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shakti2's Profile

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Five Parisian questions

For 1, Coinstot Vino is a nice wine bar just up the way from passage 53 is open until midnight, short cheerful blackboard menu at dinner time, but although it may be just pork products and cheese later. They have a caviste business on the side and should certainly be able to rustle up some Alsace, focus is on natural wines though. And its location inside an atmospheric covered passage is definitely not 'could be anywhere'.

Jan 18, 2015
shakti2 in France
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Need a recipe to impress my landlord in Napoli

'either "food" or "something exotic"'

This is also overwhelmingly my experience with Italian friends and professional contacts whom I suspect already tend towards a less-conservative demographic (travel for work, deal with foreign clients etc). They don't dislike the exotic but on the second night of a trip to say Tokyo or Hong Kong, will opt out of stellar sushi or Canto for less-good Italian.

Jan 15, 2015
shakti2 in Italy

In response to avoiding "Pesky Americans!" (Yankees)

"The loss of the vibrant working class culture ... but such changes are hardly uniquely parisien. London, Manhattan, Brooklyn, Berlin, San Francisco etc have shared the same fate."

Actually Parn, the battle to retain working/ artisan class residents is long over in most of the other cities you name. It's now the middle class vs. the hedge-fund tech-entrepreneur international-oligarch class. In Paris at least, planning priorities and zoning rules do far more to keep neighbourhoods 'neighbourhoodly' in the face of preferences by developers and landlords.

Jan 15, 2015
shakti2 in France

In response to avoiding "Pesky Americans!" (Yankees)

Dear mangeur, may I please be you when I grow up ?

Jan 14, 2015
shakti2 in France

In response to avoiding "Pesky Americans!" (Yankees)

Sorry to hear that the city's changes seem to have left you behind, but do please be assured that there are some of us, also merely visitors, who love Paris as it is, today, warts, sadnesses and all.

Just curious though : how do you reconcile your need to communicate only in your own language with your quest for authenticity ?

Jan 12, 2015
shakti2 in France
3

[Kuala Lumpur] Best Nyonya Food in Town at Chung Ling Alumni Association

I really rate this place too - all the flavours are what they should be - but sadly some aspect of their food prep seems not to agree with my digestion.

But in what way off the beaten track ? This is just off a major highway, in a well-established suburban area, much more salubrious than some of the places adventurous visiting hounds get to (Chow Kit and the like). Off the beaten track would be this place, taxi directions and all :

http://chowhound.chow.com/topics/9976...

REMINISCENSE OF BYGONE PARISIAN DINING-THE ERA OF ELEGANCE

I actually think it's rather wonderful that French cuisine is no longer attached to rich sauces, elaborate presentations and dressy aura that OP mentions (if indeed it ever was).

Jan 05, 2015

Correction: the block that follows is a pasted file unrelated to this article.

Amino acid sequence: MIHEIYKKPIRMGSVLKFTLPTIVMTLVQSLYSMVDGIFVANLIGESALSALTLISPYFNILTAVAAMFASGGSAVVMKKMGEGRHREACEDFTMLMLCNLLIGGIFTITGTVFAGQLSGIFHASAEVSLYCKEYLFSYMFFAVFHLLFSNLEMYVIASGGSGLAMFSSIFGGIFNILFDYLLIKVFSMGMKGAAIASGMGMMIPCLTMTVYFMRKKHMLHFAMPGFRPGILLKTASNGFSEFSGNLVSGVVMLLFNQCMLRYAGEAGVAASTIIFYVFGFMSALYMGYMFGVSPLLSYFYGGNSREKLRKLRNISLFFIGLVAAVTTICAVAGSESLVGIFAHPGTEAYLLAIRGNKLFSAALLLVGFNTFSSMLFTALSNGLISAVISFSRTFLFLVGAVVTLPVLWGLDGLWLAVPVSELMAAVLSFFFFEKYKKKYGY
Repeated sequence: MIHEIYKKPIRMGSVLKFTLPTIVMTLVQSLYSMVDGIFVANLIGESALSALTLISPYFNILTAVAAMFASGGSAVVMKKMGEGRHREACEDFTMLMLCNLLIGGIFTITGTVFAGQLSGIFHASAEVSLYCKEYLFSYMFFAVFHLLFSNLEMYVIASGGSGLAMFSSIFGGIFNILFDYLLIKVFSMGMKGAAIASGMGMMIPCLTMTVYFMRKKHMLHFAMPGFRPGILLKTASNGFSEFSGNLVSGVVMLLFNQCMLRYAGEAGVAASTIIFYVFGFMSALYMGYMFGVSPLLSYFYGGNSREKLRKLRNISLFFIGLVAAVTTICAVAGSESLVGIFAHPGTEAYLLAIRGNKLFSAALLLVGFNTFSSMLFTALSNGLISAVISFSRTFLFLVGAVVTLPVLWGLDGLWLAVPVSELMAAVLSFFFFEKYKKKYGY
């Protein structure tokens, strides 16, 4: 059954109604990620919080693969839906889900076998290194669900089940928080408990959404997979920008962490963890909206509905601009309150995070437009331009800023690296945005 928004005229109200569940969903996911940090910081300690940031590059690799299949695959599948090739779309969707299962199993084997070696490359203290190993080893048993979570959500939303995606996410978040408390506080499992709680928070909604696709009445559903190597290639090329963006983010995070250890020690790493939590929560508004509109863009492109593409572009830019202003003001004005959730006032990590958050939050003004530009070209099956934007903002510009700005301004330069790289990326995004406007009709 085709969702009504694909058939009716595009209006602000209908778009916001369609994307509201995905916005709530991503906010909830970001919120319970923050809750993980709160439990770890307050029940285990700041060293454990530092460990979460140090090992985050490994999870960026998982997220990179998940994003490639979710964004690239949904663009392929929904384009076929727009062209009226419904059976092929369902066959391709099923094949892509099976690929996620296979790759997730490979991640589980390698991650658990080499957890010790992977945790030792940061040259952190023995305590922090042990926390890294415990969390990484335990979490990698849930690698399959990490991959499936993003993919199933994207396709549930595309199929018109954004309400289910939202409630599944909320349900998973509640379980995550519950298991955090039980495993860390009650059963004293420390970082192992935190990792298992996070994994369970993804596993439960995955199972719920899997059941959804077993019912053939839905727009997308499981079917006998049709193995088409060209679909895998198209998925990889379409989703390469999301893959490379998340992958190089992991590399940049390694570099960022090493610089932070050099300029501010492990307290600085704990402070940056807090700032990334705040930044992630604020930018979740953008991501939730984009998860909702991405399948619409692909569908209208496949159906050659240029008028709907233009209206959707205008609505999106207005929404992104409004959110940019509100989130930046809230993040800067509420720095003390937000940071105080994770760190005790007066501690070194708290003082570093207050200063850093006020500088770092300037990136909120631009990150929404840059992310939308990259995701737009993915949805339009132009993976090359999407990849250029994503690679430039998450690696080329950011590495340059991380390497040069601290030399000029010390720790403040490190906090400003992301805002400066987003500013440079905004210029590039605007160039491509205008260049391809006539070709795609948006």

shakti2 in France
1

Looking for a special occasion restaurant in Paris, Le Grand Colbert?

Véfour or Colbert ? The former strikes me as rather more ambitious than a brasserie, even if loosely interpreted ...

Jan 05, 2015
shakti2 in France

Burgundy on a Budget

I pass through Beaune maybe annually enroute a friend's home and have the same impression of a well-groomed show for conservative affluent visitors with many repetitive restaurant 'specials' of snails + something in wine sauce + something in epoisses sauce, regardless of season, at substantially higher prices than nearby Dijon which is far more geared to what locals want to eat and are prepared to pay. On a sunny Saturday this last past October, the ratio of visitors to locals must have been 10 to 1, truly approaching Disney proportions.

But for OP, it's worth a mention that Beaune is a good destination if you want to arrive by direct train fr Paris, collect a car at the station and navigate easily past minimal town traffic into wine country and elsewhere.

Jan 05, 2015
shakti2 in France

Burgundy on a Budget

I infer from your mention of expensive restaurants, Hess etc that you are visiting the Beaune area specifically rather than Burgundy in general. I would nevertheless recommend Dijon, which is a 20 - 25 train ride away and whose dining scene is much more oriented to locals.

Dijon's central covered market is open daily except Monday and is an excellent option for all sorts of food-buying, as are the many shops in the streets immediately around the market. I especially like la Comte de Bourgogne on rue Godrans for well-priced and carefully-aged Comte.

Also around the market are a number of local bistros with nicely-priced menus for lunch (16 - 20 euros) and dinner (25 - 30 euros). Most are fairly traditional/ meat-oriented and in that sense closer to the kind of restaurants you may have read about - try Bistrot des Halles or Chez Leon. My own favourite DZ'Envies on rue Odebert is more modern, although they also cover the local specials with a 'I Love Bourgogne' menu with snails and beef cheeks bourguignon.

I also really like So on rue l'Amiral Roussin and go back pretty much every time I pass through town. Similar prices as above but a very tightly-edited menu and somewhat prone to shutting down for private wine-trade dinners.

As to wine, both DZ'Envies and So have thoughtful wine lists - So has the pricier options from the prime growing zone whereas DZ'Envies is a good place to try cheaper alternatives by the glass ie. Burgundian but outside the prime zone. I also really like Chez Bruno - a caviste/ wine bar with a serious selection, nice-looking local crowd, good advice and terrific hospitality by the very flirty proprietor, evenings only. For really really cheap, there's a buvette at the market - haven't tried it but may be a good place to sample entry-level locals.

Dec 23, 2014
shakti2 in France

Foods unique to France to buy in Paris?

And I'll add that Popelini sells its choux puffs from a chilled case, so I'd hesitate to assume they can travel without an icepack or some such. Also the chilling does nothing for the texture of the pastry (sadly soggy).